For those of you who haven't explored OneNote on your smartphone, it is a structured notebook. You can create major sections in the notebook, and each section can have as many pages as you want. These pages can carry text, audio, images, bullet point lists, and checkbox to-do lists. You also have the ability to alter font sizes, formats, and weights. You have more options than a simple text editor, but not as many as a good word-processor. It's enough to take notes and focus on layouts in note-taking form.
You also have to remember that there is another organisational part to OneNote - the OneNote file itself. You can easily create a OneNote file for work, one for leisure, one for each project, or one that is kept for very, very private things. This is easy to set up on Windows Phone, and through the cloud integration, even easier to manipulate on OneDrive.
Ah yes, OneDrive and the cloud sync of OneNote. OneNote on Windows Phone does its best to stay synced when it has an internet connection. There's no need to remember to save your file as you go along or as you exit, because it is done automatically for you. That means you can go to your OneDrive cloud storage on any desk-bound web browser and open up your current OneNote file, confident that it has all the changes.
Running OneNote on a larger screen, especially 'widescreen' on a laptop, and you can see the structure of a OneNote file with a lot of ease. It's very easy to take notes, make edits, and create new work, and as these are also synced as you go along, the data will appear on your phone in very short order.
That's the system, and it's one that I've dipped into infrequently while at home, but now I'm here in Austin and working in a fast-moving conference environment, OneNote is working wonderfully.
Let's start with session notes. I'm not using my smartphone for this, I'm actually using a Surface Pro 2 with the Type Cover 2. This sits in my lap, and has a native OneNote application that allows me to type in far faster than I could do on my phone (the touch screen also lets me take quick sketches as required). Once I step out of a panel, though, I know the notes are in the Surface, in the Cloud, and also on my Phone. Each session is on its own page, so they are easy to find again.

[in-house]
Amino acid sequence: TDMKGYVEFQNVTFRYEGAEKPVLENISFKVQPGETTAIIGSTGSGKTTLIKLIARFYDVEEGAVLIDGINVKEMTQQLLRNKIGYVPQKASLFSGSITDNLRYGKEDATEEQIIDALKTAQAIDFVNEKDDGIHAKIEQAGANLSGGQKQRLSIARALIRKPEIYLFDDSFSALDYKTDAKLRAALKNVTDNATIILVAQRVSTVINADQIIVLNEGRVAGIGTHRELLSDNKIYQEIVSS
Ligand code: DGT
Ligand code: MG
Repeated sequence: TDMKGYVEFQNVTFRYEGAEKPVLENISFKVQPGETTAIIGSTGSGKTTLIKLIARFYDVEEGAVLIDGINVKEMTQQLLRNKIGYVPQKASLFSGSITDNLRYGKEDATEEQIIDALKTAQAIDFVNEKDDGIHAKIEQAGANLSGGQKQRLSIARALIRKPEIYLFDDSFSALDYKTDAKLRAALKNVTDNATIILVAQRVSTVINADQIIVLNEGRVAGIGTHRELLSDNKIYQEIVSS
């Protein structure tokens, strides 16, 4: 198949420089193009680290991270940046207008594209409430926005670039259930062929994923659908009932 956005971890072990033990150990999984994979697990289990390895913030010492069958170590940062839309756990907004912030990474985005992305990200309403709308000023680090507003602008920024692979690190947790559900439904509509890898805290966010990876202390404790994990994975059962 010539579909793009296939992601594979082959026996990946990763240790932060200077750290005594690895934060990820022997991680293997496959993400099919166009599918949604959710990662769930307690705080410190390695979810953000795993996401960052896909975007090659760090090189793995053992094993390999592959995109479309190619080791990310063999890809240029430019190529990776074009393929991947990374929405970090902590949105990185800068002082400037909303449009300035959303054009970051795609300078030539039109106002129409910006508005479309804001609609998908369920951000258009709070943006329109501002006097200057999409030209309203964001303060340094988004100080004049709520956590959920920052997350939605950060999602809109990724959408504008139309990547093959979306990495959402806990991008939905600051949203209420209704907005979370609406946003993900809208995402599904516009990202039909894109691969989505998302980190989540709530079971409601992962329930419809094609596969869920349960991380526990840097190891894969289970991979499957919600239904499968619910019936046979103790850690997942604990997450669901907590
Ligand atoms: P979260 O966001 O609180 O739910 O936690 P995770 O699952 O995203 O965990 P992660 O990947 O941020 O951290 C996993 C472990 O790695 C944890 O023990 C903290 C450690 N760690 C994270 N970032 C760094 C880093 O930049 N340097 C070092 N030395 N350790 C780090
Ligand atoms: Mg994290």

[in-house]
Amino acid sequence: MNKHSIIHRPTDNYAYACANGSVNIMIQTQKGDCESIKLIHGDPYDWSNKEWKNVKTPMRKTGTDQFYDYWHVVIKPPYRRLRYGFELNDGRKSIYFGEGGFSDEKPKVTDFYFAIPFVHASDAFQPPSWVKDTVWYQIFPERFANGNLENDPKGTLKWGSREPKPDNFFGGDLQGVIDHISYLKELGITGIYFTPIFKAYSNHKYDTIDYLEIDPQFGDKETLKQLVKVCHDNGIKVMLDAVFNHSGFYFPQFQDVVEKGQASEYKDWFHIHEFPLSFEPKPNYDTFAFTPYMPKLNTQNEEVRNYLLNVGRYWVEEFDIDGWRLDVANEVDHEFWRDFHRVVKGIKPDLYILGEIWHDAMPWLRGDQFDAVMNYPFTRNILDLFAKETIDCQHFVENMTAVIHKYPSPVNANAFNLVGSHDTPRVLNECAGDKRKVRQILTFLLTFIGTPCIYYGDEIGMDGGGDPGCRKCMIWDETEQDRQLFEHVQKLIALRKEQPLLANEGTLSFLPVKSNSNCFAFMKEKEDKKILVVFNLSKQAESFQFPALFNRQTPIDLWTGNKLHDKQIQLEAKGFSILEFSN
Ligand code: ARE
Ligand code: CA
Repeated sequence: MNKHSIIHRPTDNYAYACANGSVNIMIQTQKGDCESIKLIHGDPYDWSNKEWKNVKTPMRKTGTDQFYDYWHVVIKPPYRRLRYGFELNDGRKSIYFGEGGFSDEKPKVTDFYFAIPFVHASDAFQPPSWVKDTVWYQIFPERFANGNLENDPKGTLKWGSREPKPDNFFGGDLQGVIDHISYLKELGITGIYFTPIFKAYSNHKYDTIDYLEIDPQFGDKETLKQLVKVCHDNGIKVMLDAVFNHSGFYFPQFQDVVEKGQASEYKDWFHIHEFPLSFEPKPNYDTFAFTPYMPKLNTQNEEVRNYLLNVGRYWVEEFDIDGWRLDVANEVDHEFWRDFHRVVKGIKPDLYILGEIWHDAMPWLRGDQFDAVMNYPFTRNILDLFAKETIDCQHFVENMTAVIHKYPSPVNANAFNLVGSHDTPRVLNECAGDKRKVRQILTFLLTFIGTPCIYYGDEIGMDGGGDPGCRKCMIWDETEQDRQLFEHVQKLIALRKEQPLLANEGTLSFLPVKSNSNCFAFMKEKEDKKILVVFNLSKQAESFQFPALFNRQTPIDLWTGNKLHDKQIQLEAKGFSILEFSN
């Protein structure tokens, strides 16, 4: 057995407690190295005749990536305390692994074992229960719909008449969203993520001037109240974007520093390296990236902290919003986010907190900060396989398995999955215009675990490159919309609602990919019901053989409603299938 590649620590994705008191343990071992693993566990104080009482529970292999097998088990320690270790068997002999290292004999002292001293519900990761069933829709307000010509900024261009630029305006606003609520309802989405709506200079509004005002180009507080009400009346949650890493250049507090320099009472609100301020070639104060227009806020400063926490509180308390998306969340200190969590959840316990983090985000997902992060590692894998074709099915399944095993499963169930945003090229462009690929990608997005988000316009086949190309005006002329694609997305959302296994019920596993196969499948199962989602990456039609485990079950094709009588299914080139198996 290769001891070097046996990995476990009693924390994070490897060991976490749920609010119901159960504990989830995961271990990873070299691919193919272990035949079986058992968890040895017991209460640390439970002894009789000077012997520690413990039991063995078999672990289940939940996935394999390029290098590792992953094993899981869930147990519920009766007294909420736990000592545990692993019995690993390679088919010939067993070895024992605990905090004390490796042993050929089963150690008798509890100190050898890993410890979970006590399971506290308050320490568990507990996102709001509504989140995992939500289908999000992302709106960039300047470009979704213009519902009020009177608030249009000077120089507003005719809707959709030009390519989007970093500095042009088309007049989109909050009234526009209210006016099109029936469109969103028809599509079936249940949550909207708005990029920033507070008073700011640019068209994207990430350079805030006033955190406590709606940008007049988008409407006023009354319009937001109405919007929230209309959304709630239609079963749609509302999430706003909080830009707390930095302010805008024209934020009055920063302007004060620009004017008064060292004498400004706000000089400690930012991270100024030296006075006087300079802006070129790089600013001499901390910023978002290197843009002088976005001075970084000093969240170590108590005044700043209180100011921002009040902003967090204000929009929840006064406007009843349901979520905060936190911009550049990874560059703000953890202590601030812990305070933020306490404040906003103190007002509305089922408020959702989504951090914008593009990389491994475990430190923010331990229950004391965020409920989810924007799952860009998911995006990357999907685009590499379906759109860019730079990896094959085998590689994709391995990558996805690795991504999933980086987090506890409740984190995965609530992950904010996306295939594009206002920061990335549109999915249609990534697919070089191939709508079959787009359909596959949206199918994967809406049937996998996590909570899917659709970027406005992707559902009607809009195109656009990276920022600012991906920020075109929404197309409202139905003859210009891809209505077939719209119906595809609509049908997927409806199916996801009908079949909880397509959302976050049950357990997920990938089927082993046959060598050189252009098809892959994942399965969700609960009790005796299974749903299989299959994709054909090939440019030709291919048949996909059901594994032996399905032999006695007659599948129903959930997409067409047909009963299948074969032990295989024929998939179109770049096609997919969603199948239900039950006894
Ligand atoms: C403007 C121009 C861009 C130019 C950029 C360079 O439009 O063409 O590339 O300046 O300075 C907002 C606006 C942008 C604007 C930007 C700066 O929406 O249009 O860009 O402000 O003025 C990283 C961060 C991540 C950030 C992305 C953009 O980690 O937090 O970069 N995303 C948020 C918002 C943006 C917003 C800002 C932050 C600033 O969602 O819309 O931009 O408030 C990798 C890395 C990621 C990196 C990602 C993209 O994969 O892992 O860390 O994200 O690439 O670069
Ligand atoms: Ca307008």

The flow of information the other way is just as important - I'm not going to pull out the Surface to take a quick note of a website, film recommendation, band suggestion, or someone's contact details. That's where the phone comes in - quick, unobtrusive, and simple to use. I've a live tile that is my 'scratch pad' which I use to dump any information I get when on the move, so I capture but know I can filter later.
One interesting use case was something called 'Fray', which is a storytelling event that I take part in every year. While I blocked out the story on the flight over, I've been tweaking it throughout the days on my phone. Just before going on stage, not only did I have the completed story, but I also had the headings of each section in big friendly letters that acted as an aide memoire on the phone screen while I was performing.
The important thing is that OneNote is a cloud service that works. I never feel that I am working on files in a solitary device, I am working on 'my' notebooks. Pick up the phone, it's there. Pick up the laptop, it's there. Heck, pick up my iPad or the Sony Android tablet, and the OneNote client gives me 'my' notebooks.
So many people (myself included) believe that Microsoft's future is going to mirror the Internet and have online services at the core of the strategy on mobile, laptops, desktops, and server solutions. OneNote has been around for many years (I remember using it on a Compaq TC1000 tablet at SXSW 2006) but it has now been refined and improved. It's far easier to use now on a single device, but it is also a cloud solution that simply works with no fuss or hassle for the end-user.
If you or anyone else wonders if Microsoft can do cloud services, the answer is in OneNote, and the answer is 'yes'.